Truth, Beauty, and Goodness Reframed: Educating for the Virtues in the Twenty-First Century
Reviewed by William Proefriedt
Title: Truth, Beauty, and Goodness Reframed: Educating for the Virtues in the Twenty-First Century
Author(s): Howard Gardner
Publisher: Basic Books, New York
ISBN: 0465021921, Pages: 256, Year: 2011
The young are adrift. In his latest book, Howard Gardner worries that they grow up in a cultural context which leads them to see the search for truth, beauty and goodness as fruitless, and to embrace a superficial relativism or even nihilism. The culprits in the creation of this context are the postmodernist thinkers who have, in various ways, questioned traditional beliefs, values and practices, and the digital media that, with its sheer multiplicity of voices, shakes our confidence in any one of them.
The great merit of this book lies in Gardner’s ability to talk plainly to teachers and teacher educators about the complex conceptual and technological world we live in and to explain what that complexity means for how we go about aiding students in inquiring into truth claims and making moral and aesthetic judgments. He seeks new understandings of the virtues of truth, beauty and goodness, and outlines ways in which contemporary teachers might effectively teach towards them. In separate chapters on each of the virtues he describes the cultural situation in which we find ourselves, and the philosophical difficulties we face in arriving at truths, becoming engaged with aesthetic objects, and making moral decisions. In the second half of his book, drawing on his long interest in developmental psychology and learning theory, he offers practical suggestions for teachers to engage students at various developmental stages with these virtues, talks about the conditions necessary for lifelong learning, and addresses the matter of the specific gifts older colleagues bring to inquiry into these virtues.
In his chapter on “Truth,” Gardner argues it would be “catastrophic” if we believed with the postmodernists that truth was only a reflection of power, or that it cannot ever be established with any validity, or that it was “only a majority vote on a webpage” (p. 20). He acknowledges postmodern skepticism forces us onto a warier and more critical path in our pursuit of the truth. He points to the crafts, from journalism to jewelry-making and to disciplines like history, mathematics and the sciences as allies in the search for truth. We must be knowledgeable about the powers and limitations of our own senses and what is taken as the common sense of the crowd. We are to understand the methods of the disciplines and what counts as evidence within them. We are to sort out the validity of the various claims and counter claims in the digital media. Gardner, to his credit, worries that some may not be up to the task.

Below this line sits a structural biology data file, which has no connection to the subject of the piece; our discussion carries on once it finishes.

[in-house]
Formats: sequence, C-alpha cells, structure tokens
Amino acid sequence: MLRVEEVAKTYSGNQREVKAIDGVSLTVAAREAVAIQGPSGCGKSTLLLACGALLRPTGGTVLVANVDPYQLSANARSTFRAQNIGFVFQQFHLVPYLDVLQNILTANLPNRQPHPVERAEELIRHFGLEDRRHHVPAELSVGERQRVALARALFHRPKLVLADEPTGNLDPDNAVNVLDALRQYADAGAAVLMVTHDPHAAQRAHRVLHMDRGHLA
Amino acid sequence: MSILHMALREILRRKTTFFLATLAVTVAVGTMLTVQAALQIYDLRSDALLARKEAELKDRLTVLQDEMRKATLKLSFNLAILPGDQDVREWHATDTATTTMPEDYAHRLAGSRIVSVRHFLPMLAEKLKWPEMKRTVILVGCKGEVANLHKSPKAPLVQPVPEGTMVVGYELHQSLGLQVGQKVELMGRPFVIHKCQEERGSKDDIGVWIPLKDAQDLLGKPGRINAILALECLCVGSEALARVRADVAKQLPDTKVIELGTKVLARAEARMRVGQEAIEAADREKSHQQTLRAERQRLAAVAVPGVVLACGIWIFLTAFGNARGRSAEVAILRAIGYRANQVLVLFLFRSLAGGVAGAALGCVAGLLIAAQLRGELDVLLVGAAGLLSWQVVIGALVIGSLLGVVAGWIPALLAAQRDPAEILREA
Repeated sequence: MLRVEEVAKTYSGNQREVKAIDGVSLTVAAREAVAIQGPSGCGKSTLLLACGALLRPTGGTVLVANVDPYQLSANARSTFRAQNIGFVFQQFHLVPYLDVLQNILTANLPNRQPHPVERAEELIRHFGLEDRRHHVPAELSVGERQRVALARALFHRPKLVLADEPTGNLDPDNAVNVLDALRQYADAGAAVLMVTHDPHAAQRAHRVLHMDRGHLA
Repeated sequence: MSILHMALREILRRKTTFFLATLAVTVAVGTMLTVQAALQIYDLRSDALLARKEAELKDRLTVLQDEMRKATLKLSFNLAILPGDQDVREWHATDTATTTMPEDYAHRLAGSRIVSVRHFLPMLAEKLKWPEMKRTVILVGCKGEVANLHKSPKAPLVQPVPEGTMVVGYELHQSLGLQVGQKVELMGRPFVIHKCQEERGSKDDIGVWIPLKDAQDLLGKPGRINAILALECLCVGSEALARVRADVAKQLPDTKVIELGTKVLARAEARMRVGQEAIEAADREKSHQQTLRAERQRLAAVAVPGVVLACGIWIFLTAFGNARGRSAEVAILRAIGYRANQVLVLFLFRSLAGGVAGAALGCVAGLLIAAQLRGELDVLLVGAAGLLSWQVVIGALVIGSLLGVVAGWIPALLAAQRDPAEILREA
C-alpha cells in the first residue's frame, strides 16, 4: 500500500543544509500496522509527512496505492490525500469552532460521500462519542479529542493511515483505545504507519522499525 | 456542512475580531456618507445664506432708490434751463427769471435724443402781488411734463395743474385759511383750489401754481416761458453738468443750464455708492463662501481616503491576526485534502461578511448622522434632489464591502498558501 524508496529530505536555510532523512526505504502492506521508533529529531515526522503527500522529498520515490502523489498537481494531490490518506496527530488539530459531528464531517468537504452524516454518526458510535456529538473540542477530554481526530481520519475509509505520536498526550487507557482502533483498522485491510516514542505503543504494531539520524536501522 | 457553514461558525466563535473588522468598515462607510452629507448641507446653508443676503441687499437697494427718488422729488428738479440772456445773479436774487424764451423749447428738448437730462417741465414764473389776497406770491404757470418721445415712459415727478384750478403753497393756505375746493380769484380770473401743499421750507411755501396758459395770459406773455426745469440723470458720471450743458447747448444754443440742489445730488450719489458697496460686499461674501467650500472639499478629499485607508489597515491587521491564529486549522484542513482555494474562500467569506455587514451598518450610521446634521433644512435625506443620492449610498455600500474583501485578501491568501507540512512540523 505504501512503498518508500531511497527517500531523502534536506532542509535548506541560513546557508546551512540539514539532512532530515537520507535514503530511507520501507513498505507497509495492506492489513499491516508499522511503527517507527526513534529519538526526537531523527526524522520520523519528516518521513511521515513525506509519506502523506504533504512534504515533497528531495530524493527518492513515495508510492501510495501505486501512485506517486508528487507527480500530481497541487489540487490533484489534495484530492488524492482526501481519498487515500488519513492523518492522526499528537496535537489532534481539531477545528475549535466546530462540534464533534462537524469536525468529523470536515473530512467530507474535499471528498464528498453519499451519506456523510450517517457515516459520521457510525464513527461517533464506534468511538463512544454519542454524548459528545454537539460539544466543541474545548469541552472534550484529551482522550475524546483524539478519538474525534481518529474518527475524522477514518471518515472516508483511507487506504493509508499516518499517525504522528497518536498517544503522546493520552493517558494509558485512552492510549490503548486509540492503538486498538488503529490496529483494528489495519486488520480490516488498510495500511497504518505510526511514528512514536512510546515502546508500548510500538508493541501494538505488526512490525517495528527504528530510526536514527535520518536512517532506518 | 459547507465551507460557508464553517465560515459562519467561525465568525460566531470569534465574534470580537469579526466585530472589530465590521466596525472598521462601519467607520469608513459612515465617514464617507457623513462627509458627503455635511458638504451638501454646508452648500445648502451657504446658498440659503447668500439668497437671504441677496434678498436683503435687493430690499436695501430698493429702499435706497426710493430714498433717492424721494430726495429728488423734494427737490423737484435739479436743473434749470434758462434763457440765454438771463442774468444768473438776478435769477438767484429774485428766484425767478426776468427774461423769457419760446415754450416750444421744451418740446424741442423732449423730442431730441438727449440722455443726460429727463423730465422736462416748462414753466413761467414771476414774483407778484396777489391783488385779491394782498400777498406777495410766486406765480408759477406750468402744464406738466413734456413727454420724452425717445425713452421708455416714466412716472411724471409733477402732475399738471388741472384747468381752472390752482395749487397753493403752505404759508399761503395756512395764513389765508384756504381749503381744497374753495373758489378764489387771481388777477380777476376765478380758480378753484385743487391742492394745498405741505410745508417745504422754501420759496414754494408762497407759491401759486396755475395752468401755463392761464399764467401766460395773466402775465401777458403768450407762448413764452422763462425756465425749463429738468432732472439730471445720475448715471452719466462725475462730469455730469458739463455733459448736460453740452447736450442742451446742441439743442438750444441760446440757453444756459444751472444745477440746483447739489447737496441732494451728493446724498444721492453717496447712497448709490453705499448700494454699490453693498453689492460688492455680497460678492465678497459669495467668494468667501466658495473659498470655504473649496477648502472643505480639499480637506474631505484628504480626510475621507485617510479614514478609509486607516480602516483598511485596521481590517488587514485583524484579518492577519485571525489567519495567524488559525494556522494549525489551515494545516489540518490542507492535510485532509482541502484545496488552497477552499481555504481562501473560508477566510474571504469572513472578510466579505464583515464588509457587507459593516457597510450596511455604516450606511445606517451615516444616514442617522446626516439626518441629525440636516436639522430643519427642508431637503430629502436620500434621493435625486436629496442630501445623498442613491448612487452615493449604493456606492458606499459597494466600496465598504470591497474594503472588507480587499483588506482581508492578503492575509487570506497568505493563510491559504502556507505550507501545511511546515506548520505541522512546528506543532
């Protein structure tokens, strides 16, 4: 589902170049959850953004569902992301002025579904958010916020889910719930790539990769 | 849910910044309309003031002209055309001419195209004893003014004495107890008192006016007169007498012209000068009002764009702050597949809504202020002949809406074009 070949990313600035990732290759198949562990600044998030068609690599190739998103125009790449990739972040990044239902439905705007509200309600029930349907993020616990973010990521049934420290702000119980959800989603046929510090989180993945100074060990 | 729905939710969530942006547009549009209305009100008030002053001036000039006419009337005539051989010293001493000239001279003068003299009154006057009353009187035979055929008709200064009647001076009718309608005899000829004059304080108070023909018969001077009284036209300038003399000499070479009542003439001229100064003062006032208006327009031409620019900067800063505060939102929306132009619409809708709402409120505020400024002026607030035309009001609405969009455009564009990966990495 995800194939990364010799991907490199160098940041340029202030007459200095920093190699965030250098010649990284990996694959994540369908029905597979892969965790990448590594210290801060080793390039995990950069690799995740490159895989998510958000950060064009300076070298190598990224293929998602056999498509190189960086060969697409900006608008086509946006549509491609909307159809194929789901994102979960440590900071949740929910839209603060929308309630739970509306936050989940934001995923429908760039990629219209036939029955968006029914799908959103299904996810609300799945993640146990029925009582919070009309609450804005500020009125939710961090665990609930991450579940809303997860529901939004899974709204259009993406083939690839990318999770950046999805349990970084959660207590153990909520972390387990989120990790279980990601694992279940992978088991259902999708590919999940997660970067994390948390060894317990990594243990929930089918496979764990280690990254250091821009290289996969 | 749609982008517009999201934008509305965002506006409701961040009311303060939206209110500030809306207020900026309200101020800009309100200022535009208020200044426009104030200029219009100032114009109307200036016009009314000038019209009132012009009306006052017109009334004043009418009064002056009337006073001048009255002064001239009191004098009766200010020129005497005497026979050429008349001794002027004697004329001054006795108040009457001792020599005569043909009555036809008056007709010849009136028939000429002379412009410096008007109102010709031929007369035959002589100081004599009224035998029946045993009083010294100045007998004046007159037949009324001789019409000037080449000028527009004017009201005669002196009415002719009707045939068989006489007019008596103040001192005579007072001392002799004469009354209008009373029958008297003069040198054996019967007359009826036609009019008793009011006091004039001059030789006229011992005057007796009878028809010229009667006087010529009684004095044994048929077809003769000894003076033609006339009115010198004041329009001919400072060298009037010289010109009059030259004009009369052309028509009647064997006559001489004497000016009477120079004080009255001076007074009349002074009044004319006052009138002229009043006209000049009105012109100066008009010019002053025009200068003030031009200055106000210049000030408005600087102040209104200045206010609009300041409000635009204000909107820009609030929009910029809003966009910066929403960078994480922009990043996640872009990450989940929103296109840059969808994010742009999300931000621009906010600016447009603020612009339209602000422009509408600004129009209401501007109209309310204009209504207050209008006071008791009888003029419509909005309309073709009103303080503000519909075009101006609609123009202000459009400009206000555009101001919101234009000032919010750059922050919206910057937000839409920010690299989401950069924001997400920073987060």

His chapter on “Beauty” is longer than those on “Truth” and “Goodness.” The prose is livelier, filled with detail and with anecdotes of his changes in taste in the various arts. While he doesn’t abandon the concept of “beauty,” he does dispose of the notion that there is an ideal of beauty against which we can all measure works of art and our experiences of them. He is interested in objects and experiences that “engender interest, are memorable, and invite further exploration.” (p. 76). The chapter is engaging less for its aesthetic theory as for the tour he takes us on: we learn of and want to know more about the musical compositions of Elliot Carter, of Rodney Graham’s film of an old typewriter being covered in a snowfall, and of the desiccated landscapes of Anselm Kiefer. After reading Gardner, I want to return with my granddaughter to the MOMA and be less the Philistine, and more the explo rer. For him, the twists and turns of art history unlike the history of science, are unique, idiosyncratic and unpredictable. Without Darwin, Wallace or someone else would have advanced the theory of evolution; but without Picasso and Braque, Pollock or Warhol, who could say that “our sense of art, beauty, or awe would have developed along lines that are familiar?” (p.62)